This gathering is open to everyone who identifies as an under-represented community accountable intellectual/scholar/thinker/artist and who is whole-heartedly affirming to Queer People of Color. The curriculum is black feminist and womanist centered and you should only be a part of this gathering if that fact makes your heart jump up and sing!
Check out the inspiring facilitator bios below to get more of a sense of who will be in the space!
We will be gathering from Thursday evening Dec 5th to Sunday morning Dec 8th, please do what you can do to be present for the entire gathering. Meals are included!
Smack-dab in the middle of Durham, NC the retreat will take place in a beautiful, art-filled community space that is wheel-chair accessible and convenient to all local public transportation. The gathering space is one block away from the downtown Durham Marriott. With advance notice we can coordinate room-sharing and/or home hosting for out of town attendees. Housing and transportation is not included in the cost of registration, but we can find low-cost to free housing for participants who register in advance.
Guardian Dead has space for 21 visionaries and the registration fee is sliding scale $200-400. Our request is that folks affiliated with academic institutions get their departments to fund or subsidize their participation and offer at the higher end of the scale. Please let us know if your department or organization would like to be listed as a co-sponsor or a scholarship provider because of your participation.
Please let us know your dreams, intentions and needs via this registration form:
(if for some reason the registration form doesn't show up there here is the link: https://docs.google.com/forms/d/1-oKqZuC32d5C9KClB5fR25XlJZHfD487b6UgncADJZU/viewform
Reserve your spot by dedicating your presence to someone you cherish and your deposit of $75 here:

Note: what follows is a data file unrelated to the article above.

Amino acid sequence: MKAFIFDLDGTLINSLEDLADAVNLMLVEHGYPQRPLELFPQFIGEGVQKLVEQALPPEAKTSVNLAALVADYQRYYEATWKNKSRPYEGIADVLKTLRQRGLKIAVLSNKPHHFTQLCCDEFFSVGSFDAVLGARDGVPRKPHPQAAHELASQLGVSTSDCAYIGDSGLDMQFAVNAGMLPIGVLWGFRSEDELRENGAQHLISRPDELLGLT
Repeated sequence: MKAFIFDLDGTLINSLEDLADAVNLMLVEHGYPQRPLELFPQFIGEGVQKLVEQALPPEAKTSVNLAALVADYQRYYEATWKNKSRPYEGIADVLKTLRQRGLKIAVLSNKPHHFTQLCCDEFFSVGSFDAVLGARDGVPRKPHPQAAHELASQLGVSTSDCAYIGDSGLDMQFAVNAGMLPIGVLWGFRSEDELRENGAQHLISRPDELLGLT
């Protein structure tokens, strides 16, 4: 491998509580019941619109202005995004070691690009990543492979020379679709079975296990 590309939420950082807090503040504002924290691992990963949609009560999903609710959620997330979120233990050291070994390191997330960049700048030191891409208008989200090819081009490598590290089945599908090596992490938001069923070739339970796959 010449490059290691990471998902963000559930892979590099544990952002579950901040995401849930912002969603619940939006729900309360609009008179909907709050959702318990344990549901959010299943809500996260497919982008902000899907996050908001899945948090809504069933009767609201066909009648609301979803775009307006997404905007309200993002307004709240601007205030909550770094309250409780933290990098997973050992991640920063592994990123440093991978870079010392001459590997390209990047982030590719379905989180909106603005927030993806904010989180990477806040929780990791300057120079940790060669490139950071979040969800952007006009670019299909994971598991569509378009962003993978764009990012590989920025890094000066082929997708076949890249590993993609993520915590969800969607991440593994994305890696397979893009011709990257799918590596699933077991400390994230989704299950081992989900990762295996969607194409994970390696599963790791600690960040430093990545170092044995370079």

Alexis Pauline Gumbs is a queer black troublemaker, a black feminist love evangelist, a prayer poet priestess and has a PhD in English, African and African-American Studies, and Women and Gender Studies from Duke University. Alexis was the first scholar to research the Audre Lorde Papers at Spelman College, the June Jordan Papers at Harvard University, and the Lucille Clifton Papers at Emory University, and she is currently on tour with her interactive oracle project “The Lorde Concordance,” a series of ritual mobilizing the life and work of Audre Lorde as a dynamic sacred text. Alexis has also published widely on Caribbean Women’s Literature with a special interest in Dionne Brand. Her scholarly work is published in Obsidian, Symbiosis, Macomere, The Routledge Companion to Anglophone Literature, SIGNS, Feminist Collections, The Black Imagination, Mothering and Hip Hop Culture, The Business of Black Power and more. Alexis is the author of an acclaimed collection of poems 101 Things That Are Not True About the Most Famous Black Women Alive and poetic work published in Kweli, Vinyl, Backbone, Everyday Genius, Turning Wheel, UNFold, Makeshift and more. She has several books in progress including a book of poems, Good Hair Gone Forever, a scholarly monograph on diaspora and the maternal, and an educational resource called the School of Our Lorde. She is also the co-editor of a forthcoming edited collection on legacies of radical mothering called This Bridge Called My Baby.